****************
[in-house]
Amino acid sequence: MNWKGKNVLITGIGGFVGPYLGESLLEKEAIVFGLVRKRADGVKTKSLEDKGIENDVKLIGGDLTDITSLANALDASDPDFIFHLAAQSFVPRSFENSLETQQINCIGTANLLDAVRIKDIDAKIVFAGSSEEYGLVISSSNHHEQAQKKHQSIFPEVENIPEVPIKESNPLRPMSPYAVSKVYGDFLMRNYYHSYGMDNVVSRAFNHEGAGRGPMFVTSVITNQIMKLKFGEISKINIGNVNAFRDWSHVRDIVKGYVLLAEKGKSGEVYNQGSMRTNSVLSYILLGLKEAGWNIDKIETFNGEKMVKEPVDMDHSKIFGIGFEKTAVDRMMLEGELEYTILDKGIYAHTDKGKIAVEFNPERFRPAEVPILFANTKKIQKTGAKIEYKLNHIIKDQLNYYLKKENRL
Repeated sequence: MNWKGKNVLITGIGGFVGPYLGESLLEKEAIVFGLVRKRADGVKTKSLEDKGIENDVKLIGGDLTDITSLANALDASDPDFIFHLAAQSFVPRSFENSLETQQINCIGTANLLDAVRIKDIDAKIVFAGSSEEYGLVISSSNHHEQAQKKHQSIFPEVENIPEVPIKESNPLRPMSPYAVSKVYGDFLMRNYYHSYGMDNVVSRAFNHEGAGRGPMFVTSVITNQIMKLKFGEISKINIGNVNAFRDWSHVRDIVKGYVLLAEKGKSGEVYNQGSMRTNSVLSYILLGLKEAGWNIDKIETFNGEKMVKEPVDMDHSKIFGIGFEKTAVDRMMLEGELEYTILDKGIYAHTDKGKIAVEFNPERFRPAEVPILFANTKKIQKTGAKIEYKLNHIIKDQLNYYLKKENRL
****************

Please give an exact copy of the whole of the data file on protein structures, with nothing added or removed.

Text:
[in-house]
Amino acid sequence: MNWKGKNVLITGIGGFVGPYLGESLLEKEAIVFGLVRKRADGVKTKSLEDKGIENDVKLIGGDLTDITSLANALDASDPDFIFHLAAQSFVPRSFENSLETQQINCIGTANLLDAVRIKDIDAKIVFAGSSEEYGLVISSSNHHEQAQKKHQSIFPEVENIPEVPIKESNPLRPMSPYAVSKVYGDFLMRNYYHSYGMDNVVSRAFNHEGAGRGPMFVTSVITNQIMKLKFGEISKINIGNVNAFRDWSHVRDIVKGYVLLAEKGKSGEVYNQGSMRTNSVLSYILLGLKEAGWNIDKIETFNGEKMVKEPVDMDHSKIFGIGFEKTAVDRMMLEGELEYTILDKGIYAHTDKGKIAVEFNPERFRPAEVPILFANTKKIQKTGAKIEYKLNHIIKDQLNYYLKKENRL
Repeated sequence: MNWKGKNVLITGIGGFVGPYLGESLLEKEAIVFGLVRKRADGVKTKSLEDKGIENDVKLIGGDLTDITSLANALDASDPDFIFHLAAQSFVPRSFENSLETQQINCIGTANLLDAVRIKDIDAKIVFAGSSEEYGLVISSSNHHEQAQKKHQSIFPEVENIPEVPIKESNPLRPMSPYAVSKVYGDFLMRNYYHSYGMDNVVSRAFNHEGAGRGPMFVTSVITNQIMKLKFGEISKINIGNVNAFRDWSHVRDIVKGYVLLAEKGKSGEVYNQGSMRTNSVLSYILLGLKEAGWNIDKIETFNGEKMVKEPVDMDHSKIFGIGFEKTAVDRMMLEGELEYTILDKGIYAHTDKGKIAVEFNPERFRPAEVPILFANTKKIQKTGAKIEYKLNHIIKDQLNYYLKKENRL